Local competitions started up again and Alex got back into competing at event after event. “Everything came back when I realized that the events were not so wind dependent on Formula and I was fired up – this is amazing – this is what I was made to do. Then I thought, let’s make so more events and took the ball and started running with it.” Soon he had some big names like Micah Buzianis and Jimmy Diaz putting Miami on the windsurfing competition map. Getting sponsorship was tough – so Alex was forced to front most of the costs himself in the hope that the event generated enough revenue to cover them. “If I had to put the money out of my pocket and possibly lose or win, I still did it – the most important thing is that windsurfing is still alive and Miami is on the map.”

Alex then branched out into spreading the word by creating websites, www.Windsurfingtour.com and www.Miamiwindsurfing.com. “Facebook and social media websites have become the go-to platform now for this, replacing websites. Nowadays you have 15 seconds to catch someone’s attention and social media does that” Undeterred with his inability to get sponsorship for his events, Alex launched into a new venture – becoming a board and fin manufacturer himself. And thus, the Tillo International brand (http://tillo-international.com) was born. Alex has created a line of custom Formula, Slalom and SUP boards – hand shaped in his own workshop. Drawing customers from South Florida windsurfing community and his website, Alex’s brand is working on building a significant fan base.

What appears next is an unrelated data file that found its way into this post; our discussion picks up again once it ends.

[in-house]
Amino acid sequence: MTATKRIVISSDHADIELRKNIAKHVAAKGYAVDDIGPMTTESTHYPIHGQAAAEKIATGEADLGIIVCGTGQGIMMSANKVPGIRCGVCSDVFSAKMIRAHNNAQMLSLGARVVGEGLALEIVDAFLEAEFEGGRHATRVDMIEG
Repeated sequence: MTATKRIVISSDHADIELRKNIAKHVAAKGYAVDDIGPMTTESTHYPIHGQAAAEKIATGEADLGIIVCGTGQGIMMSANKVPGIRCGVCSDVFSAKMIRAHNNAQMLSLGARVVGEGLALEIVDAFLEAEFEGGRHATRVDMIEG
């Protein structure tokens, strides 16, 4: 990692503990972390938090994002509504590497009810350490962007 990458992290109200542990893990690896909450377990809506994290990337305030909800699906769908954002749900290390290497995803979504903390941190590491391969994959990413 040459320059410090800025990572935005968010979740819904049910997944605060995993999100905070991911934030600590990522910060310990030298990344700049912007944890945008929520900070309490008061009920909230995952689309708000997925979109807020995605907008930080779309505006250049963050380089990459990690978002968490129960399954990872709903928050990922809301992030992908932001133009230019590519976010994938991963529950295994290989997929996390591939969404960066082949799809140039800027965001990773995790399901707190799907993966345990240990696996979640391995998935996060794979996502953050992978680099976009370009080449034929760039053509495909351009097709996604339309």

With many industry players decrying the demise of windsurfing, Alex is not ready to give up the fight. Even when windsurfing as an Olympic event was threatened in favor of kiteboarding, Alex joined a grass-roots effort to have it re-established, resulting in a surprising 180-degree turnaround by the ISAF committee to overturn their original decision. “It’s all about participation, whether it is at the international level or by the local communities. It’s hard at the local level, as amateurs feel insecure about their ability to compete – but keeping these events going keeps the incentive for the amateur windsurfer to get involved and keep windsurfing and buying gear. Windsurfing dies when people don’t put their time and resources into it. The water sports industry’s attention has shifted to kite boarding and SUP – but that will decline in the future too, if the long-term focus is not there.”

“Miami is one of the best cities in the US for these kinds of events right now. Our Slalom event had 53 competitors, including Micah Buzanis which is amazing – considering a PWA event can only have 40+ participants.” Building on this success, Alex has organized his next Slalom Event on November 4th 2014 in Virginia Key in Miami. He is also confident about the future. “Another exciting development is the new generation of kids with the Bic Techno Class having the biggest sailing fleet ever (with more participation than any sailing class) of over 400 kids in the last World Championship. These kids will go onto RSX and Slalom and carry on the flag of windsurfing. Also, new developments with boards and gear have made the sport faster and more exciting, which can now also be captured by low cost technology such as GoPro and drones – so there is no reason why more people cannot be turned on to this incredible sport.”

Read more at boards.mpora.com/f